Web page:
The Florida Supreme Court’s power to set rules of practice and procedure are among the broadest in the nation, as well as among the hardest to be overridden by the legislature. The Judiciary Article of the state constitution holds:
The supreme court shall adopt rules for the practice and procedure in all courts including the time for seeking appellate review, the administrative supervision of all courts, the transfer to the court having jurisdiction of any proceeding when the jurisdiction of another court has been improvidently invoked, and a requirement that no cause shall be dismissed because an improper remedy has been sought…Rules of court may be repealed by general law enacted by two-thirds vote of the membership of each house of the legislature.
Two newly elected members of Florida’s House, however, attempted to transfer the rule making power as to death penalty cases directly to the legislature. HJR 73 of 2011 (as filed on December 16, 2010) would have added a section to the Legislative Article that read:
Notwithstanding any other provision of this constitution, the Legislature by general law shall adopt rules governing time limits, procedures, and processes relating to all death penalty cases and related proceedings in all courts.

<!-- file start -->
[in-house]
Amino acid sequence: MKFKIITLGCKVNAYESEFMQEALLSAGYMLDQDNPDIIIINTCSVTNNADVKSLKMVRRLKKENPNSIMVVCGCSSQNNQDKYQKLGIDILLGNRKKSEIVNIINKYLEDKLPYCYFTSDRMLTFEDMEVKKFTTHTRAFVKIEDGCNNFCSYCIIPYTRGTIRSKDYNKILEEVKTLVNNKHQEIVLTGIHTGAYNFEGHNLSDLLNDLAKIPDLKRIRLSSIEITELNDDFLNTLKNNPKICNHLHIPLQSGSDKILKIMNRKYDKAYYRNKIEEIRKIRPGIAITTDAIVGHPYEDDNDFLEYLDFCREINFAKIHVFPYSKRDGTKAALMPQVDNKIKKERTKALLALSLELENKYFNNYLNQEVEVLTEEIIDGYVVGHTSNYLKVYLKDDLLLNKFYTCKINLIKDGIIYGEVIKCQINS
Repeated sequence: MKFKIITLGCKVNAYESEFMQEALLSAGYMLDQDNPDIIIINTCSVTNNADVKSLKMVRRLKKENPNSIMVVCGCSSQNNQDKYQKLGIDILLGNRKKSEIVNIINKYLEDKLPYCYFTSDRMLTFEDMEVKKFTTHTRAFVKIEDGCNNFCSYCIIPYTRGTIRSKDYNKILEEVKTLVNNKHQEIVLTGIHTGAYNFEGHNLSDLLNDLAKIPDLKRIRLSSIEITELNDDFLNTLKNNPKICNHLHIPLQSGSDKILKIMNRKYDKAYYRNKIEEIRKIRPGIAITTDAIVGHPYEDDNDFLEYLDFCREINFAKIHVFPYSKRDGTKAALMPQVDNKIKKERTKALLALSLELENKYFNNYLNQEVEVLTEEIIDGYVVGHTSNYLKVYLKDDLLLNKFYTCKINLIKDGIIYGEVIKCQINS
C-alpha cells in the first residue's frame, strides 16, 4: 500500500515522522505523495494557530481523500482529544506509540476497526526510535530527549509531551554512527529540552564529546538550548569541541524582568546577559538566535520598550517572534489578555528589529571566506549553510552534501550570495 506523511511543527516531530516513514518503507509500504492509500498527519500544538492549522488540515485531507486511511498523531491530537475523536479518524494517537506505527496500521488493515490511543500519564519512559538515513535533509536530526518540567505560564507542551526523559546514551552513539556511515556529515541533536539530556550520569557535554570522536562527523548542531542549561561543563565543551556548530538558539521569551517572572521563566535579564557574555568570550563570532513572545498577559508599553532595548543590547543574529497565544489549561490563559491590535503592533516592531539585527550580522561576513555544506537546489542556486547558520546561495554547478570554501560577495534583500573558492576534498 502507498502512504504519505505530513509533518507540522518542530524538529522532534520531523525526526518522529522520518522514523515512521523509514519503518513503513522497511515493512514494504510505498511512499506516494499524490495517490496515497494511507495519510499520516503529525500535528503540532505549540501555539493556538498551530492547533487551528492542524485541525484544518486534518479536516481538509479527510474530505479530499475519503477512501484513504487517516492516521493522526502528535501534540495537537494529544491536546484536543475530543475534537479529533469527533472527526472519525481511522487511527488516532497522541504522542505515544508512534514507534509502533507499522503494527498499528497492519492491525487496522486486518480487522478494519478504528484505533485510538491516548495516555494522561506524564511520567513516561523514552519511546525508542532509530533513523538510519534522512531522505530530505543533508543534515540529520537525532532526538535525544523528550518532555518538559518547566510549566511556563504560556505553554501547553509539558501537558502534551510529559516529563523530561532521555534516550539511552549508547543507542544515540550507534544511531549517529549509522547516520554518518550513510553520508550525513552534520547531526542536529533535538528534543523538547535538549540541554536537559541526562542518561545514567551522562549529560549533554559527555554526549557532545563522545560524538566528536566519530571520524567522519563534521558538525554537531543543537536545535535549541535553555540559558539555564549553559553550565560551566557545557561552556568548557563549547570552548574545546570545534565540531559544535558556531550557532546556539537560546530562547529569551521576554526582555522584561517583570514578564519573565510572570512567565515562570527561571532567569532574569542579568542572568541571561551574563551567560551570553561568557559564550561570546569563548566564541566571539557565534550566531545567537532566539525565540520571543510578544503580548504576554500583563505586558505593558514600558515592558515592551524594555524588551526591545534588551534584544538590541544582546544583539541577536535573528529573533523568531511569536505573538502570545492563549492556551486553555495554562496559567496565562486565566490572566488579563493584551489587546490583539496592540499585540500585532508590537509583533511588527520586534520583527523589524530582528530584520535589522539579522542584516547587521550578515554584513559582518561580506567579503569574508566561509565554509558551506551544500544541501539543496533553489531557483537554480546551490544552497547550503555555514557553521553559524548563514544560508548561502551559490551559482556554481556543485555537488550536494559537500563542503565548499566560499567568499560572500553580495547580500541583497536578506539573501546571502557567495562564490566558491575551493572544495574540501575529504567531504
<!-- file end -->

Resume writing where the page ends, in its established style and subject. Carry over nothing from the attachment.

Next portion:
The state bar’s Board of Governors on December 10 adopted a legislative position against any effort to alter the Supreme Court’s rule making power:
Opposes amendment of Article V, Section 2(a) of the Florida Constitution that would alter the Supreme Court’s authority to adopt rules for practice and procedure in all courts, or that would change the manner by which such rules may be repealed by the Legislature.
On December 30, precisely two weeks after the Constitutional Amendment was proposed, it was withdrawn by its sponsors.
There have been numerous efforts to try and avoid the excesses of judicial elections, but one Florida House member has proposed a unique solution. In 2010, Broward County faced an “unwieldy primary election for judges [with] 42 candidates including 15 incumbents in 20 races”. (h/t Florida Bar News) This prompted state Sen. Jeremy Ring to introduce SB 140, a constitutional amendment that increases the number of years a person must be a member of the Florida bar before being eligible for a trial court judgeship. Circuit and county court judges would need to have 10 years as an attorney (currently 5 years for circuit, and bar admission only for county), the same qualifications needed as with the state’s appellate courts. An identical bill (HB 47) was also introduced in the House.
Earlier in 2010, Gavel to Gavel looked at efforts by state legislatures to mandate more electronic filing of court documents. Much of the focus was on civil cases, however Florida’s Senate is considering a plan to press for criminal case e-filing. SB 170 of 2011 would require prosecutors and public defenders to e-file documents with the clerk of court and report back on March 1, 2012 on the implementation of the program to the legislature.
Cross-posted at Court Technology Bulletin blog